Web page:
This is a guest post by New Socialist Initiative
New Socialist Initiative stands in solidarity with the people of Assam, Tripura and the other North Eastern states in their heroic struggle against the communally motivated Citizenship Amendment Bill (CAB). It was only because of the resistance of the people that the government couldn’t table the Bill for voting in the Rajya Sabha after surreptitiously passing it in the Lok Sabha. This is in fact a victory for all the progressive and democratic forces of the country,who have been fighting to save and expand the secular character of the nation. While the danger still looms large and there is a strong possibility that the government may try to bring back the bill in the upcoming budget session, the mass resistance of the people has demonstrated very clearly that the evil designs of the fascists in power will not go unanswered and that the people will fight back with all their might.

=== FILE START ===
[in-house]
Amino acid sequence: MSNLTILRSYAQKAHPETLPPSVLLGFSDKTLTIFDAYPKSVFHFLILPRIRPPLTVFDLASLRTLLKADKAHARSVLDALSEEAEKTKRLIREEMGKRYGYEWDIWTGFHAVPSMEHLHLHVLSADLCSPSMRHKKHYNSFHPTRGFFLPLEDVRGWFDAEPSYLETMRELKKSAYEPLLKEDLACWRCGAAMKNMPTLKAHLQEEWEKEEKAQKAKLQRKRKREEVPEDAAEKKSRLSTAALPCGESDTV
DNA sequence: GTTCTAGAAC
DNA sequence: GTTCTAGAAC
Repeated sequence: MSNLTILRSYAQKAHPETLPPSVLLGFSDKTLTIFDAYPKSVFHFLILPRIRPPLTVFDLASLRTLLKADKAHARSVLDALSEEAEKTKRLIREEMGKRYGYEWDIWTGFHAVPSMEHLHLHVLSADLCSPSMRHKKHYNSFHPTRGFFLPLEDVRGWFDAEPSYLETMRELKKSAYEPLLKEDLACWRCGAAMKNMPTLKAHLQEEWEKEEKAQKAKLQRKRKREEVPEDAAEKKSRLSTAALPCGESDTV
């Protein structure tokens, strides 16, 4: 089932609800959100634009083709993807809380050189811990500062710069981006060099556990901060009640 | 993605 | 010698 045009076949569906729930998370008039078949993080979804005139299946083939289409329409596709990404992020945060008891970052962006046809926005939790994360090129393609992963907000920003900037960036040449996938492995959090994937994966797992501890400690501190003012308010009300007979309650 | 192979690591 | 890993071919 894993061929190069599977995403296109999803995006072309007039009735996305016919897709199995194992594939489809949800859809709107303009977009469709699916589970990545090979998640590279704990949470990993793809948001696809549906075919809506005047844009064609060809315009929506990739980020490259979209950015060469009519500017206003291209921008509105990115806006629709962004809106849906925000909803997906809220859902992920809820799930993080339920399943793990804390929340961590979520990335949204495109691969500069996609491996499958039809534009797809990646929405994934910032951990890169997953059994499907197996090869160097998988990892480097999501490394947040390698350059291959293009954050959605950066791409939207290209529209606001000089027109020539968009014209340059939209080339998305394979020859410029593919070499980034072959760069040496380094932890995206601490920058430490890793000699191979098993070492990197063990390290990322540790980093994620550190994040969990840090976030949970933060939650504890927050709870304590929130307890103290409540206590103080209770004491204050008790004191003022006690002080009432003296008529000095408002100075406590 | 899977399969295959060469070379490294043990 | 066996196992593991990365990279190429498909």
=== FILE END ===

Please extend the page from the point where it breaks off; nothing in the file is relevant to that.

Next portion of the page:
Perhaps it is a testimony to the success of the peoples’ resistance and the frustration of the fascist rulers that the Assam police slapped sedition charges against three prominent personalities of the state, who have been leading the mass resistance against the CAB in the state. Marxist literary critic Dr. Hiren Gohain, KMSS leader Akhil Gogoi and senior journalist Manjit Mahanta have been booked under Sections 120(B), 121, 123 and 124(A) of the IPC. In Tripura, numerous protectors have been beaten up by the police and the state government has prevented civil society delegations from neighbouring states from visiting and meeting the injured. We appeal to all the left, democratic and secular forces of the country to condemn such fascist attempts to muzzle democratic dissent and raise their voice in solidarity with protesters.